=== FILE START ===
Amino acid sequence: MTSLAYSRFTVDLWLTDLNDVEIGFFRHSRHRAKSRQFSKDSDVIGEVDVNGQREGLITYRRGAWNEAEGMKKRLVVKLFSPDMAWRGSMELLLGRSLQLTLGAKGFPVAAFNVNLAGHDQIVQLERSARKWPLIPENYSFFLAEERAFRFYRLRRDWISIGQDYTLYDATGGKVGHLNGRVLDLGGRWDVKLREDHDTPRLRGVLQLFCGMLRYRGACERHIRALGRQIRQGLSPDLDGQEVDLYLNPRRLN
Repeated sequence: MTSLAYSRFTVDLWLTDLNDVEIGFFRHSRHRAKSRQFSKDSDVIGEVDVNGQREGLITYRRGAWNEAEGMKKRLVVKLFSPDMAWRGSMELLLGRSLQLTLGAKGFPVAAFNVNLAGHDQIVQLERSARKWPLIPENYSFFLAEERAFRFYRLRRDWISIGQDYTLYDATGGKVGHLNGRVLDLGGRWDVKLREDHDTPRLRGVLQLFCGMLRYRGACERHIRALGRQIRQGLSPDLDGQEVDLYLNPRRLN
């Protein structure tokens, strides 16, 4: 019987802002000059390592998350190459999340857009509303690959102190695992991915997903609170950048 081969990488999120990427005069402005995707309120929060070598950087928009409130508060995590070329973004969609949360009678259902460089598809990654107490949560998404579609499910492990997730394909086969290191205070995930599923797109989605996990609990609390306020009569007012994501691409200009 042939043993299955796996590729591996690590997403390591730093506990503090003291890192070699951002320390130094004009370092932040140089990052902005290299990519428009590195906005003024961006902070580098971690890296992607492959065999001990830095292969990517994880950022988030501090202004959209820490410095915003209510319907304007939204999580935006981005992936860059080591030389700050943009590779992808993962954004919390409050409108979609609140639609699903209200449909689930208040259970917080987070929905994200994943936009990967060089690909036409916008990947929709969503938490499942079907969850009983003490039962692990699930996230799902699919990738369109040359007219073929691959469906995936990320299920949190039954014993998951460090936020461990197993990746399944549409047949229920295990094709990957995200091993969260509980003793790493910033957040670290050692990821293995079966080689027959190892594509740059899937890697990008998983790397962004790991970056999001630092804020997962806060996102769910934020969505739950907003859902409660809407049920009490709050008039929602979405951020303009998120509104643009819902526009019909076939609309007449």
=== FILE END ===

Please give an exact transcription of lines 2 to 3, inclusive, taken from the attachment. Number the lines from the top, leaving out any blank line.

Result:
Repeated sequence: MTSLAYSRFTVDLWLTDLNDVEIGFFRHSRHRAKSRQFSKDSDVIGEVDVNGQREGLITYRRGAWNEAEGMKKRLVVKLFSPDMAWRGSMELLLGRSLQLTLGAKGFPVAAFNVNLAGHDQIVQLERSARKWPLIPENYSFFLAEERAFRFYRLRRDWISIGQDYTLYDATGGKVGHLNGRVLDLGGRWDVKLREDHDTPRLRGVLQLFCGMLRYRGACERHIRALGRQIRQGLSPDLDGQEVDLYLNPRRLN
């Protein structure tokens, strides 16, 4: 019987802002000059390592998350190459999340857009509303690959102190695992991915997903609170950048 081969990488999120990427005069402005995707309120929060070598950087928009409130508060995590070329973004969609949360009678259902460089598809990654107490949560998404579609499910492990997730394909086969290191205070995930599923797109989605996990609990609390306020009569007012994501691409200009 042939043993299955796996590729591996690590997403390591730093506990503090003291890192070699951002320390130094004009370092932040140089990052902005290299990519428009590195906005003024961006902070580098971690890296992607492959065999001990830095292969990517994880950022988030501090202004959209820490410095915003209510319907304007939204999580935006981005992936860059080591030389700050943009590779992808993962954004919390409050409108979609609140639609699903209200449909689930208040259970917080987070929905994200994943936009990967060089690909036409916008990947929709969503938490499942079907969850009983003490039962692990699930996230799902699919990738369109040359007219073929691959469906995936990320299920949190039954014993998951460090936020461990197993990746399944549409047949229920295990094709990957995200091993969260509980003793790493910033957040670290050692990821293995079966080689027959190892594509740059899937890697990008998983790397962004790991970056999001630092804020997962806060996102769910934020969505739950907003859902409660809407049920009490709050008039929602979405951020303009998120509104643009819902526009019909076939609309007449």